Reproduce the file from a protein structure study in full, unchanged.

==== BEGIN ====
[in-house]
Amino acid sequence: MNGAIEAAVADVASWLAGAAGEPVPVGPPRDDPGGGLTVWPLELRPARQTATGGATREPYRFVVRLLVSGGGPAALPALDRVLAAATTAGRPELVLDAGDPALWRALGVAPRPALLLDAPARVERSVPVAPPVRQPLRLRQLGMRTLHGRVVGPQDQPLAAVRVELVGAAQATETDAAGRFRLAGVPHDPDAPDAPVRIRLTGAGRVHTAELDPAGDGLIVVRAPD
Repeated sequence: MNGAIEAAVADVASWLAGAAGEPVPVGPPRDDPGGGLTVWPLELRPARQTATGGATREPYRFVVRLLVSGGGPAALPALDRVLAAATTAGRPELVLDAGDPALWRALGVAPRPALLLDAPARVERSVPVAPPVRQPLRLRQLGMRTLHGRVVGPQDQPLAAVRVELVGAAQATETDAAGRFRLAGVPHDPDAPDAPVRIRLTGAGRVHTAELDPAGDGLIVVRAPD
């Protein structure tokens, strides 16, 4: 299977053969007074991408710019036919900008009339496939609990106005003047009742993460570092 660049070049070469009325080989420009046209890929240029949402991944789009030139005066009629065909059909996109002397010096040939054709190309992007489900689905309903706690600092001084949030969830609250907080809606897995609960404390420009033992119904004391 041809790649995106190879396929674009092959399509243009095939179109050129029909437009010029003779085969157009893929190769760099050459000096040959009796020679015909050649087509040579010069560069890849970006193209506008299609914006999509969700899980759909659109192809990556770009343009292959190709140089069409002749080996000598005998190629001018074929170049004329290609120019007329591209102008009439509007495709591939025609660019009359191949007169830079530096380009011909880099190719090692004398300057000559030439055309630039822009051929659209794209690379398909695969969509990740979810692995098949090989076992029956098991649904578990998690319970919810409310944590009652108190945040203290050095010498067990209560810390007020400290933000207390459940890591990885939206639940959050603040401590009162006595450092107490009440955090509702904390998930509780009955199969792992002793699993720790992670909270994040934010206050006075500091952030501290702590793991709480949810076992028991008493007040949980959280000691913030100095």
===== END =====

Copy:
[in-house]
Amino acid sequence: MNGAIEAAVADVASWLAGAAGEPVPVGPPRDDPGGGLTVWPLELRPARQTATGGATREPYRFVVRLLVSGGGPAALPALDRVLAAATTAGRPELVLDAGDPALWRALGVAPRPALLLDAPARVERSVPVAPPVRQPLRLRQLGMRTLHGRVVGPQDQPLAAVRVELVGAAQATETDAAGRFRLAGVPHDPDAPDAPVRIRLTGAGRVHTAELDPAGDGLIVVRAPD
Repeated sequence: MNGAIEAAVADVASWLAGAAGEPVPVGPPRDDPGGGLTVWPLELRPARQTATGGATREPYRFVVRLLVSGGGPAALPALDRVLAAATTAGRPELVLDAGDPALWRALGVAPRPALLLDAPARVERSVPVAPPVRQPLRLRQLGMRTLHGRVVGPQDQPLAAVRVELVGAAQATETDAAGRFRLAGVPHDPDAPDAPVRIRLTGAGRVHTAELDPAGDGLIVVRAPD
């Protein structure tokens, strides 16, 4: 299977053969007074991408710019036919900008009339496939609990106005003047009742993460570092 660049070049070469009325080989420009046209890929240029949402991944789009030139005066009629065909059909996109002397010096040939054709190309992007489900689905309903706690600092001084949030969830609250907080809606897995609960404390420009033992119904004391 041809790649995106190879396929674009092959399509243009095939179109050129029909437009010029003779085969157009893929190769760099050459000096040959009796020679015909050649087509040579010069560069890849970006193209506008299609914006999509969700899980759909659109192809990556770009343009292959190709140089069409002749080996000598005998190629001018074929170049004329290609120019007329591209102008009439509007495709591939025609660019009359191949007169830079530096380009011909880099190719090692004398300057000559030439055309630039822009051929659209794209690379398909695969969509990740979810692995098949090989076992029956098991649904578990998690319970919810409310944590009652108190945040203290050095010498067990209560810390007020400290933000207390459940890591990885939206639940959050603040401590009162006595450092107490009440955090509702904390998930509780009955199969792992002793699993720790992670909270994040934010206050006075500091952030501290702590793991709480949810076992028991008493007040949980959280000691913030100095």